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  1. #1
    Join Date
    Nov. 24, 2002
    Location
    Northern KY
    Posts
    4,457

    Default How long does it take to "bond" with a new horse?

    When I sold "The Big Horse", I was relieved. Loved him, had him 9 years, and he had the biggest, friendliest, personality of any horse I've ever met, bar none.

    The new horse, is a champ in the field, I love riding him. He's an insurance policy. But I don't feel any real affection toward him, and he's not a cuddle bunny type. I miss that feeling, far more than I expected and it bothers me far more than I thought.

    I've been in the horse business and at the track for decades, and while I like all horses, obviously, you don't "love" all of them equally.

    Now this horse is an honest, useful sort, fairly cute, but largely, except for food, doesn't seem to crave people the way my former horse did.

    Any tricks to get over a bruised heart and learn how to care about one that doesn't bond quickly? I've had him about a month now, and he's more tolerant of my presence in his stall (better in cross ties actually) but is kind of a "do what you need to and stop messing with me" kind of guy. I've had one before, a great horse, I guess I didn't realize how much I'd miss that feeling.



  2. #2
    Join Date
    Jul. 12, 2009
    Location
    Heart of the Midwest
    Posts
    584

    Default

    I have one like that. Sort of a cool cucumber, even trainer remarked on it. Just not into cuddling. After 1.5 yrs I know he recognizes me, will walk up to me in big pasture and does what I ask (most of the time). However, he's reserved. And at 17.2, maybe he knows he's too big to crawl into my lap. Give it some time. Winter could provide more time for grooming and groundwork to build the relationship.
    pace, path, balance, impulsion and ??

    Don't panic! Ralph Leroy Hill



  3. #3
    Join Date
    Jan. 9, 2006
    Location
    Maryland
    Posts
    375

    Default

    Probably like any other relationship, you'll have to earn each other's respect and trust. I had a tremendous amount of respect for my previous horse. Despised his personality, but respected his athletic ability and natural balance. Current horse has 1/16th of the athletic ability, but a million times more heart and soul and when he gets his game face on, I am confident he will do anything I ask of him. These feelings come from on the ground (some literally) experiences with both and the relationships developed over time.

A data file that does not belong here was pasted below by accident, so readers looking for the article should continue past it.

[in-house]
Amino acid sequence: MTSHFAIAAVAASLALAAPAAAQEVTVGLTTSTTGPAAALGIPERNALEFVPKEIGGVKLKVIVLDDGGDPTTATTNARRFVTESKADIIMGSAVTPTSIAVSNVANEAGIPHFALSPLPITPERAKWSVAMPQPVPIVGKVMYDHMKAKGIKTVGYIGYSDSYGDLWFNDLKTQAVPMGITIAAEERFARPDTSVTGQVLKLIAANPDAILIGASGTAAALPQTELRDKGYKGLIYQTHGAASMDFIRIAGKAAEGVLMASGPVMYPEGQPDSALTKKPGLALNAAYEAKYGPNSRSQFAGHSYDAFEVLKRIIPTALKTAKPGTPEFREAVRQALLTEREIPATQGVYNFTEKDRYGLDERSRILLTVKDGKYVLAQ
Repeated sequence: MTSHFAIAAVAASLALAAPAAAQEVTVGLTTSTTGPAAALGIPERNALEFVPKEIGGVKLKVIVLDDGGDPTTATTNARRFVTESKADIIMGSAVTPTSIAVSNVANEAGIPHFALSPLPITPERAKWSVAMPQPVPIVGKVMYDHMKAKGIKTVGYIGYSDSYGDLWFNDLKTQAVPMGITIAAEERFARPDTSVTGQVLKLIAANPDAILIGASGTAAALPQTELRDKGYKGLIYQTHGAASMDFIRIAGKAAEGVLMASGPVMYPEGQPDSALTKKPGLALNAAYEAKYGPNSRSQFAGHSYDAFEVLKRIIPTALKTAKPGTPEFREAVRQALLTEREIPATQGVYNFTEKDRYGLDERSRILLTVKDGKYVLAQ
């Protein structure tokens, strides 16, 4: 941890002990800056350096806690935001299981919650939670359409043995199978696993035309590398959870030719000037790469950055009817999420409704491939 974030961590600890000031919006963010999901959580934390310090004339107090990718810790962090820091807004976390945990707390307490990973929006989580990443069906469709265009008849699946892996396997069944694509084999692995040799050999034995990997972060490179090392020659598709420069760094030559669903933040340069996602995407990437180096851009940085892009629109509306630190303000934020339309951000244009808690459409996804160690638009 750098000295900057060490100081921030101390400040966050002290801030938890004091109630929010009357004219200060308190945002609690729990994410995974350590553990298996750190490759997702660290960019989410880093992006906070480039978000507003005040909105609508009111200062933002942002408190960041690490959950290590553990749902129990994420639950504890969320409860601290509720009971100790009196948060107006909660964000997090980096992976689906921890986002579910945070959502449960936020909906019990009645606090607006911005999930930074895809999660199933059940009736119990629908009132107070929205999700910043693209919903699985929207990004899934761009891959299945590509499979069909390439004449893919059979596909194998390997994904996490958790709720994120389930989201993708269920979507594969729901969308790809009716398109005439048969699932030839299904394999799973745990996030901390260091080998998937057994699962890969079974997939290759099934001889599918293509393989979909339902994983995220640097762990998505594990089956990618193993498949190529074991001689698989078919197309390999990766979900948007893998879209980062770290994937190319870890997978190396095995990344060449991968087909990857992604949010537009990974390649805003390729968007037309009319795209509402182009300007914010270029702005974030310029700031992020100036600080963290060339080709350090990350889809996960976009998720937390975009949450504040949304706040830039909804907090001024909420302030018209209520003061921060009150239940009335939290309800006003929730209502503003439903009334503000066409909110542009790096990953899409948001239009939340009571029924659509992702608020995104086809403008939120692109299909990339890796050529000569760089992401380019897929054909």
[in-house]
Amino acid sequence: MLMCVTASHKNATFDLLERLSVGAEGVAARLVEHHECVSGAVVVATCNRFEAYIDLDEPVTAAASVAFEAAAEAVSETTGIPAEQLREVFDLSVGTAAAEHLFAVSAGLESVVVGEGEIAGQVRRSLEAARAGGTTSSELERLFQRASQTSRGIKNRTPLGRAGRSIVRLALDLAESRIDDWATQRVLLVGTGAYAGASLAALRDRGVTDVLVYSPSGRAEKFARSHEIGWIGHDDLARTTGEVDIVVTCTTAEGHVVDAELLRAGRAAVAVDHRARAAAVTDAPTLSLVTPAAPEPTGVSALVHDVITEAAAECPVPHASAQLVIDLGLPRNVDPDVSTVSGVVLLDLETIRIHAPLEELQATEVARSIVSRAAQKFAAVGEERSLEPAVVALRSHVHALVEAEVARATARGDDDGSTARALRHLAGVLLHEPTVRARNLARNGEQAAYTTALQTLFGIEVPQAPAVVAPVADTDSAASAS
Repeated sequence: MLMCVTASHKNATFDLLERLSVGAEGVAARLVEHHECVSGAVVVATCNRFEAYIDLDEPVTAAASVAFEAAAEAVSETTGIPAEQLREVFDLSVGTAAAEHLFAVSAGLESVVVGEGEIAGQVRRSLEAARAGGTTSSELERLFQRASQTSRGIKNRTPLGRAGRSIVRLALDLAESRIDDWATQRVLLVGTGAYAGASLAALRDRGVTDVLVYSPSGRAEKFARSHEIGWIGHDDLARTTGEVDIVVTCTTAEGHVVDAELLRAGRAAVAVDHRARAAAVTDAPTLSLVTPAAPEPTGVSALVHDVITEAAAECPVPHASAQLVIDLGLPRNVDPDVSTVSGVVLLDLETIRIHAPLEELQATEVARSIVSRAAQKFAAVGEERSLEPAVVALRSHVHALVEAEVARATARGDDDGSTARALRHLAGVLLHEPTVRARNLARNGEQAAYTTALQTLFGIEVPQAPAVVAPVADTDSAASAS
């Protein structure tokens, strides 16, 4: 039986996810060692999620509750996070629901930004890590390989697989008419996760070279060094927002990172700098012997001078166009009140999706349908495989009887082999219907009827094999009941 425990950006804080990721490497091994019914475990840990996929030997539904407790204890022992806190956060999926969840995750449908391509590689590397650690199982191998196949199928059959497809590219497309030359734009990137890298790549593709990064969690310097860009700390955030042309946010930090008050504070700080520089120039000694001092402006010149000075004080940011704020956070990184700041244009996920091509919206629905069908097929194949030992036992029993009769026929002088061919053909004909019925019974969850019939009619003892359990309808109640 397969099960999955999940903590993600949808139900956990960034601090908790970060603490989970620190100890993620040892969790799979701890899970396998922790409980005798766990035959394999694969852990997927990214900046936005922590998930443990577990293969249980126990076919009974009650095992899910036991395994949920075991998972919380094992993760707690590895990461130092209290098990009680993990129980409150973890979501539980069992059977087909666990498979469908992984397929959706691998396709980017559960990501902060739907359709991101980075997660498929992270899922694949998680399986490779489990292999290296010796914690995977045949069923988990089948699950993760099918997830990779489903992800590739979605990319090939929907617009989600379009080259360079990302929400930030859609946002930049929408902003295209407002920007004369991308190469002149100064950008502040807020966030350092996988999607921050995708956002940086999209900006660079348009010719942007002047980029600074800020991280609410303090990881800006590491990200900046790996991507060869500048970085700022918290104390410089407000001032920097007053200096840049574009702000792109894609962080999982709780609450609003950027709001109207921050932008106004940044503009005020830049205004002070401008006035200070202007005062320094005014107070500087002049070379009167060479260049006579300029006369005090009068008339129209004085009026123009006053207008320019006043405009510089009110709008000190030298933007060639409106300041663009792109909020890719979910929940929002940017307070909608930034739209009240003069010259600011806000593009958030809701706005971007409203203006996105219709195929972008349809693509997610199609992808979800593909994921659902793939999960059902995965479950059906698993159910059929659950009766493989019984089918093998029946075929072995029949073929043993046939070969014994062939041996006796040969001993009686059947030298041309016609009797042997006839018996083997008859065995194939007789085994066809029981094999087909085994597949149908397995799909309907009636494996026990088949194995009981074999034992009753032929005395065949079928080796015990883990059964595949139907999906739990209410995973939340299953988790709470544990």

Perhaps a glass of wine and some chocolate pie to get over the bruised feelings..........
    Alison Howard
    Homestead Farms, Maryland www.freshorganicvegetables.com



  4. #4
    Join Date
    Jul. 12, 2008
    Location
    Louisville, KY
    Posts
    526

    Default

    It took my new (chestnut) mare about a year to really let herself down with me. She was extraordinarily well mannered, but very reserved, except when I touched her girth area. Then she just couldn't help herself and would lay her ears back and toss her head. Other than that, it seemed like she was holding her breath, waiting for me to leave her alone. Now, when I am in the pasture or barn, I turn and she is at my shoulder, wanting scratches. She runs to the barn when she sees me pull in the driveway. She still can't help herself sometimes and starts to leave when she sees the halter and lead, but she kind of gives herself a little shake and then stops and lets me halter her. She really didn't want to love me, but she does now. She can't help herself, LOL. Give it time. You can't force a connection, but I bet it will happen.



  5. #5
    Join Date
    Jul. 24, 2006
    Location
    Seattle, WA
    Posts
    5,352

    Default

    I have one that took a long time to come around.

    I picked him up off of the track and he just wasn't terribly interested in people....and I noticed at the track that he was really standoff-ish with his trainer/owner too (who had bred and raised him). I brought him home and started working with him and he was always the same...kind of an ass on the ground and definitely not interested in bonding with a person. Because of that he remained on my sales list (which is why I bought him in the first place...as a sales prospect). Funny thing was that he was the nicest and most compliant horse under saddle in my barn. We started progressing through the levels and I realized that he was a pretty decent Grand Prix prospect. He remained on the sales list, but the timeline kept getting pushed out because I wanted to maximize his value.